The knowledge business becomes even more outsourcing-oriented. Indeed, since all knowledge is intimately connected with all other knowledge, and since nobody can possibly know everything, it follows that, for the sake of our economic health, we should always strive to provide for a knowledge economy that maximizes the opportunities for outsourcing relationships, that maximizes the efficiency with which contributors to the value chain are rewarded, and that minimizes the cost of aggregating arbitrary combinations of constantly changing bodies of knowledge.
If Hayek is right, then the efficiency with which economies perform can be significantly enhanced by applying the Topic Maps Reference Model in the way described above.
A few monolithic publishing organizations cannot reasonably be expected to plan the distribution of knowledge in such a way as to maximally benefit the overall economy. Such an expectation is as unreasonable -- and as disreputable -- as the expectation that the economy of a large country can be efficiently planned by its national government. Such plans will always be suboptimal, and will inhibit the development of a multitude of complex, diverse, economically efficient knowledge-transference relationships between those who have knowledge and those who can put it to use. If it's really true that we're moving toward a "knowledge economy", then we must free that economy to define itself. In a wide-open knowledge economy, everybody who has knowledge wins, everybody who uses knowledge wins, and everybody else wins, too. The Topic Maps Reference Model can be a powerful tool in the quest to open and diversify the knowledge economy.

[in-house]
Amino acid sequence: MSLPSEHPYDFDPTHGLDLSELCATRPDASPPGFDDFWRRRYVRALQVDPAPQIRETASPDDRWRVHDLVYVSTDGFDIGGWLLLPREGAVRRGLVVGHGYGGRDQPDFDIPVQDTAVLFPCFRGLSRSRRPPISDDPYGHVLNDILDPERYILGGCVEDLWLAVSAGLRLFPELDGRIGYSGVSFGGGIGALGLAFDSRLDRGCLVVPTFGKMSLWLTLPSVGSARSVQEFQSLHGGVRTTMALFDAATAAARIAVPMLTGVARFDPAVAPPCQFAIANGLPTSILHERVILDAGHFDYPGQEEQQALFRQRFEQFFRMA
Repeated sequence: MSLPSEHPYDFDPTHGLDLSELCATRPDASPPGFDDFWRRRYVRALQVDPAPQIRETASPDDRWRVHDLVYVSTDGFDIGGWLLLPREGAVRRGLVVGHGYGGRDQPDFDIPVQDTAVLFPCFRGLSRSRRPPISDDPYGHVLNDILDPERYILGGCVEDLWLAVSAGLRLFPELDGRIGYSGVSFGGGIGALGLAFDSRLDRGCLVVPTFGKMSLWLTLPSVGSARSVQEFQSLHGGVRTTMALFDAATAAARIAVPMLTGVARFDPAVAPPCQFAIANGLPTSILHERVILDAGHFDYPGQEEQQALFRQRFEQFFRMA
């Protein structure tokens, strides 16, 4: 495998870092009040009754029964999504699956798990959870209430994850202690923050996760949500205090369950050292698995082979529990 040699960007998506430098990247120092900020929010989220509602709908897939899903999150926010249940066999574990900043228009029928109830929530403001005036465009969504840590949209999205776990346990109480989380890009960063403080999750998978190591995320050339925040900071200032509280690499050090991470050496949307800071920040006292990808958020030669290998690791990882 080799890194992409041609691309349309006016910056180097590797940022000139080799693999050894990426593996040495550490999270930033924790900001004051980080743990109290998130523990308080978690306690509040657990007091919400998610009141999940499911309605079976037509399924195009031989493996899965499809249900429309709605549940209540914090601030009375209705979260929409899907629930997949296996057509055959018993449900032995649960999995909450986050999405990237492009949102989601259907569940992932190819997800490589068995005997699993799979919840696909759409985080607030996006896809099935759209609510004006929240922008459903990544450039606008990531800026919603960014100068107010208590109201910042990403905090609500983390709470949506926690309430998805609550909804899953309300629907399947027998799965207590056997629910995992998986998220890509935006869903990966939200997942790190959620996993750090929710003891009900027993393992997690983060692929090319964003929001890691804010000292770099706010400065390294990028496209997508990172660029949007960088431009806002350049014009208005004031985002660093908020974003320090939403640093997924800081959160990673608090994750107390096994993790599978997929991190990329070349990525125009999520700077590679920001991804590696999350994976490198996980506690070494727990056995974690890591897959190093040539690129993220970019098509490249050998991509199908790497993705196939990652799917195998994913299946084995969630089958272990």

If a government wanted to seize the opportunity afforded by the Topic Maps Reference Model to improve economic productivity, what should it do?
I suppose Hayek would routinely suggest that laws and regulations that encourage economic participation by, and do not have the effect of discriminating against, small, highly specialized knowledge creators, maintainers, and aggregators, should be established and maintained. Hayek might suggest examining all existing regulations to see whether they might tend to diminish the diversity of the knowledge industry, or to exclude small players from access to the maximum quantity and diversity of potential customers. He might suggest that government bear in mind the fact that, in the end, it is individuals who know things, and it is individuals who make decisions, and therefore the efficiency of the knowledge economy depends on the efficiency with which knowledge-carrying channels can, in effect, be established between individuals. He might point out that one size does not fit all, and the character of the optimal knowledge-carrying channel between any two individuals may even be unique to the combination of the knowledge itself and the two individuals.
Acting on Hayek's advice, a national leader like Margaret Thatcher might ask herself whether her government is occupying economic roles in the knowledge economy that would be more efficiently occupied by private interests, and, if any are found, to "privatize" them forthwith.